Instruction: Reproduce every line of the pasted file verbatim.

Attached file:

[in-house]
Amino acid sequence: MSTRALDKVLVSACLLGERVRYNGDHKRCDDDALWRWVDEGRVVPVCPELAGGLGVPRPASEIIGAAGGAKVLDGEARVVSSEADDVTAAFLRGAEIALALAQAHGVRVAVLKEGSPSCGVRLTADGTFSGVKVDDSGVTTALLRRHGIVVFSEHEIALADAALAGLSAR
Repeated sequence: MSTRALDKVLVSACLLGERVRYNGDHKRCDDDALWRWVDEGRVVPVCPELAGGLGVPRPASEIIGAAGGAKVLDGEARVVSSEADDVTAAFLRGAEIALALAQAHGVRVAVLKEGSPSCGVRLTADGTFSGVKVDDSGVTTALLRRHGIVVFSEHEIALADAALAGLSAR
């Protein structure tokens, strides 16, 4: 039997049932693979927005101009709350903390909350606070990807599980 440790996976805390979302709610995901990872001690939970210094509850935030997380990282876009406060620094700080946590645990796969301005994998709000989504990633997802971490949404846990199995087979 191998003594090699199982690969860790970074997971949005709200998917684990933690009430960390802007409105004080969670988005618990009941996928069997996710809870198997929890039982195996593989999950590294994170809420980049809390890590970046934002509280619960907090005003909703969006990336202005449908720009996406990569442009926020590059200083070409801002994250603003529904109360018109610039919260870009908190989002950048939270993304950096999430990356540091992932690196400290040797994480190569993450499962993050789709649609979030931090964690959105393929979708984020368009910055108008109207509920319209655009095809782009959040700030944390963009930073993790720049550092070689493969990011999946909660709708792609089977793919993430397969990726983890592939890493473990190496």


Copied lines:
[in-house]
Amino acid sequence: MSTRALDKVLVSACLLGERVRYNGDHKRCDDDALWRWVDEGRVVPVCPELAGGLGVPRPASEIIGAAGGAKVLDGEARVVSSEADDVTAAFLRGAEIALALAQAHGVRVAVLKEGSPSCGVRLTADGTFSGVKVDDSGVTTALLRRHGIVVFSEHEIALADAALAGLSAR
Repeated sequence: MSTRALDKVLVSACLLGERVRYNGDHKRCDDDALWRWVDEGRVVPVCPELAGGLGVPRPASEIIGAAGGAKVLDGEARVVSSEADDVTAAFLRGAEIALALAQAHGVRVAVLKEGSPSCGVRLTADGTFSGVKVDDSGVTTALLRRHGIVVFSEHEIALADAALAGLSAR
């Protein structure tokens, strides 16, 4: 039997049932693979927005101009709350903390909350606070990807599980 440790996976805390979302709610995901990872001690939970210094509850935030997380990282876009406060620094700080946590645990796969301005994998709000989504990633997802971490949404846990199995087979 191998003594090699199982690969860790970074997971949005709200998917684990933690009430960390802007409105004080969670988005618990009941996928069997996710809870198997929890039982195996593989999950590294994170809420980049809390890590970046934002509280619960907090005003909703969006990336202005449908720009996406990569442009926020590059200083070409801002994250603003529904109360018109610039919260870009908190989002950048939270993304950096999430990356540091992932690196400290040797994480190569993450499962993050789709649609979030931090964690959105393929979708984020368009910055108008109207509920319209655009095809782009959040700030944390963009930073993790720049550092070689493969990011999946909660709708792609089977793919993430397969990726983890592939890493473990190496």